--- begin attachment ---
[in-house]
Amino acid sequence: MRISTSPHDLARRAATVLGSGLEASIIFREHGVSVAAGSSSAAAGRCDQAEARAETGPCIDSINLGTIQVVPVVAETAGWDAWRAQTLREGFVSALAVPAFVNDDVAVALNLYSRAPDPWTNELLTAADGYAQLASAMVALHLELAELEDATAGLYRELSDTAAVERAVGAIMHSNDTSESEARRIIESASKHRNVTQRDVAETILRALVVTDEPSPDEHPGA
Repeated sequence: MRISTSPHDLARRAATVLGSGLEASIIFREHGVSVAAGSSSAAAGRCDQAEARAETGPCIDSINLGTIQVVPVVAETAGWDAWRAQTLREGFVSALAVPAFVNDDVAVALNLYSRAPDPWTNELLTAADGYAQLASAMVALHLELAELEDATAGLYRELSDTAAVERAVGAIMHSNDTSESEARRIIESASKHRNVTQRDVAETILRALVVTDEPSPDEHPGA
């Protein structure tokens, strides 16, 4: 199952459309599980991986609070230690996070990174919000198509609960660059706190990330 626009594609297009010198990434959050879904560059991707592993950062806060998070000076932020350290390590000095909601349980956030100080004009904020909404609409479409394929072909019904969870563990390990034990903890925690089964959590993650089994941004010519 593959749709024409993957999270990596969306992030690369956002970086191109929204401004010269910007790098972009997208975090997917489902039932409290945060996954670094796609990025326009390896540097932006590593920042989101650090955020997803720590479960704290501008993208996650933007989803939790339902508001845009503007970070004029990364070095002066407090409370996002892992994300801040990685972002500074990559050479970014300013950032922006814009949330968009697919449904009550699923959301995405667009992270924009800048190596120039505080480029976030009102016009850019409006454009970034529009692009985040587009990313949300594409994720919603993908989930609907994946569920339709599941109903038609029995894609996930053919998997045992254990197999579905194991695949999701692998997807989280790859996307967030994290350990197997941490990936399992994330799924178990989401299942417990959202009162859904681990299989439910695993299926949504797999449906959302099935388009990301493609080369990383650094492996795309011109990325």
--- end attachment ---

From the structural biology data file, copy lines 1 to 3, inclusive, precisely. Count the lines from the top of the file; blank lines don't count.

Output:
[in-house]
Amino acid sequence: MRISTSPHDLARRAATVLGSGLEASIIFREHGVSVAAGSSSAAAGRCDQAEARAETGPCIDSINLGTIQVVPVVAETAGWDAWRAQTLREGFVSALAVPAFVNDDVAVALNLYSRAPDPWTNELLTAADGYAQLASAMVALHLELAELEDATAGLYRELSDTAAVERAVGAIMHSNDTSESEARRIIESASKHRNVTQRDVAETILRALVVTDEPSPDEHPGA
Repeated sequence: MRISTSPHDLARRAATVLGSGLEASIIFREHGVSVAAGSSSAAAGRCDQAEARAETGPCIDSINLGTIQVVPVVAETAGWDAWRAQTLREGFVSALAVPAFVNDDVAVALNLYSRAPDPWTNELLTAADGYAQLASAMVALHLELAELEDATAGLYRELSDTAAVERAVGAIMHSNDTSESEARRIIESASKHRNVTQRDVAETILRALVVTDEPSPDEHPGA